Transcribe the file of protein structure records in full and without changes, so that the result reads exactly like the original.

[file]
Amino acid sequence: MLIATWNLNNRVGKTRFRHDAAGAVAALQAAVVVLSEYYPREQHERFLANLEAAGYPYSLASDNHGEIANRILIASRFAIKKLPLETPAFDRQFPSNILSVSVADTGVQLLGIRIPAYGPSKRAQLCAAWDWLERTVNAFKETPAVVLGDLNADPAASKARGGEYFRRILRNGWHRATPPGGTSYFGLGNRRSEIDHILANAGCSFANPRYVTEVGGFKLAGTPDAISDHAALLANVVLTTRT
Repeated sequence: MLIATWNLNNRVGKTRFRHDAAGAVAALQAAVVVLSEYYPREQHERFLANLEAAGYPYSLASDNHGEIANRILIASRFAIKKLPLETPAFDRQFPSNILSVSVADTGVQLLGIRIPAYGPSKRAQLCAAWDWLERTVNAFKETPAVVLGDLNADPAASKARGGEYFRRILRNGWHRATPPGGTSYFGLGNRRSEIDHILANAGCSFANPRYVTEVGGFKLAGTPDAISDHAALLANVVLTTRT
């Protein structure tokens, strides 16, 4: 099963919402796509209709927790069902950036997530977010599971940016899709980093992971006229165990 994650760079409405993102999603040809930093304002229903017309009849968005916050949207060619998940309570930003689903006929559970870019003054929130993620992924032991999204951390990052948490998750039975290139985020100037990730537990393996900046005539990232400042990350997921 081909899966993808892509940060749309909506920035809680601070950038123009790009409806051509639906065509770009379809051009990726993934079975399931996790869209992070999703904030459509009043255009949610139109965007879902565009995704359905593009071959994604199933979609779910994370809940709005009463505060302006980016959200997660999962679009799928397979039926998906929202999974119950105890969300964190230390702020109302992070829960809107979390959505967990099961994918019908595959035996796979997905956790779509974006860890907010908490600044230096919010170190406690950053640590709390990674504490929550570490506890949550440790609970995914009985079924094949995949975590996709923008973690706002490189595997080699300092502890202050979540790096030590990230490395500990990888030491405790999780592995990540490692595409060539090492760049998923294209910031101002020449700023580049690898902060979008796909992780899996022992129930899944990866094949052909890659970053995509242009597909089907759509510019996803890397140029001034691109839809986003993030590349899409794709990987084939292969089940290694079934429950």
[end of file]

Amino acid sequence: MLIATWNLNNRVGKTRFRHDAAGAVAALQAAVVVLSEYYPREQHERFLANLEAAGYPYSLASDNHGEIANRILIASRFAIKKLPLETPAFDRQFPSNILSVSVADTGVQLLGIRIPAYGPSKRAQLCAAWDWLERTVNAFKETPAVVLGDLNADPAASKARGGEYFRRILRNGWHRATPPGGTSYFGLGNRRSEIDHILANAGCSFANPRYVTEVGGFKLAGTPDAISDHAALLANVVLTTRT
Repeated sequence: MLIATWNLNNRVGKTRFRHDAAGAVAALQAAVVVLSEYYPREQHERFLANLEAAGYPYSLASDNHGEIANRILIASRFAIKKLPLETPAFDRQFPSNILSVSVADTGVQLLGIRIPAYGPSKRAQLCAAWDWLERTVNAFKETPAVVLGDLNADPAASKARGGEYFRRILRNGWHRATPPGGTSYFGLGNRRSEIDHILANAGCSFANPRYVTEVGGFKLAGTPDAISDHAALLANVVLTTRT
């Protein structure tokens, strides 16, 4: 099963919402796509209709927790069902950036997530977010599971940016899709980093992971006229165990 994650760079409405993102999603040809930093304002229903017309009849968005916050949207060619998940309570930003689903006929559970870019003054929130993620992924032991999204951390990052948490998750039975290139985020100037990730537990393996900046005539990232400042990350997921 081909899966993808892509940060749309909506920035809680601070950038123009790009409806051509639906065509770009379809051009990726993934079975399931996790869209992070999703904030459509009043255009949610139109965007879902565009995704359905593009071959994604199933979609779910994370809940709005009463505060302006980016959200997660999962679009799928397979039926998906929202999974119950105890969300964190230390702020109302992070829960809107979390959505967990099961994918019908595959035996796979997905956790779509974006860890907010908490600044230096919010170190406690950053640590709390990674504490929550570490506890949550440790609970995914009985079924094949995949975590996709923008973690706002490189595997080699300092502890202050979540790096030590990230490395500990990888030491405790999780592995990540490692595409060539090492760049998923294209910031101002020449700023580049690898902060979008796909992780899996022992129930899944990866094949052909890659970053995509242009597909089907759509510019996803890397140029001034691109839809986003993030590349899409794709990987084939292969089940290694079934429950």